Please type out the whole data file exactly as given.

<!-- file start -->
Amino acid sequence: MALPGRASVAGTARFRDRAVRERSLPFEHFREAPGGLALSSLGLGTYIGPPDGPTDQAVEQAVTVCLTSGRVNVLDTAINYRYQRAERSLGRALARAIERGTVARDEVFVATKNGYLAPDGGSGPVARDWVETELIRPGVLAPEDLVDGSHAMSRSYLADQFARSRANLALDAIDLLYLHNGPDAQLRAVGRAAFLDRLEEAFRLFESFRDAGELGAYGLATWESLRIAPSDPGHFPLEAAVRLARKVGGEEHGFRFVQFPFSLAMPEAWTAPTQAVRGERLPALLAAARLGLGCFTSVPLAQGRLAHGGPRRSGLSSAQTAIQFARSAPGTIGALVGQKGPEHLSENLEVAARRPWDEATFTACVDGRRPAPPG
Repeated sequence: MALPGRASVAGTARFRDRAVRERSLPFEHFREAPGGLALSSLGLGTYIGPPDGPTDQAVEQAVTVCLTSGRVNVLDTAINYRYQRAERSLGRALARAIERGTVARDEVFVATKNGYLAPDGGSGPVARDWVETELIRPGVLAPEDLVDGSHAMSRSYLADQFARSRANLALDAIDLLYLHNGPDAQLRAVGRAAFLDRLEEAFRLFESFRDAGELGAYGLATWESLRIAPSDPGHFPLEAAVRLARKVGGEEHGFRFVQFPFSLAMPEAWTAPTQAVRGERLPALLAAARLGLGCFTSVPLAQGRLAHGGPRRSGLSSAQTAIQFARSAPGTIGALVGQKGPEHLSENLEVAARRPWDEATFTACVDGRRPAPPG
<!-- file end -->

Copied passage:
Amino acid sequence: MALPGRASVAGTARFRDRAVRERSLPFEHFREAPGGLALSSLGLGTYIGPPDGPTDQAVEQAVTVCLTSGRVNVLDTAINYRYQRAERSLGRALARAIERGTVARDEVFVATKNGYLAPDGGSGPVARDWVETELIRPGVLAPEDLVDGSHAMSRSYLADQFARSRANLALDAIDLLYLHNGPDAQLRAVGRAAFLDRLEEAFRLFESFRDAGELGAYGLATWESLRIAPSDPGHFPLEAAVRLARKVGGEEHGFRFVQFPFSLAMPEAWTAPTQAVRGERLPALLAAARLGLGCFTSVPLAQGRLAHGGPRRSGLSSAQTAIQFARSAPGTIGALVGQKGPEHLSENLEVAARRPWDEATFTACVDGRRPAPPG
Repeated sequence: MALPGRASVAGTARFRDRAVRERSLPFEHFREAPGGLALSSLGLGTYIGPPDGPTDQAVEQAVTVCLTSGRVNVLDTAINYRYQRAERSLGRALARAIERGTVARDEVFVATKNGYLAPDGGSGPVARDWVETELIRPGVLAPEDLVDGSHAMSRSYLADQFARSRANLALDAIDLLYLHNGPDAQLRAVGRAAFLDRLEEAFRLFESFRDAGELGAYGLATWESLRIAPSDPGHFPLEAAVRLARKVGGEEHGFRFVQFPFSLAMPEAWTAPTQAVRGERLPALLAAARLGLGCFTSVPLAQGRLAHGGPRRSGLSSAQTAIQFARSAPGTIGALVGQKGPEHLSENLEVAARRPWDEATFTACVDGRRPAPPG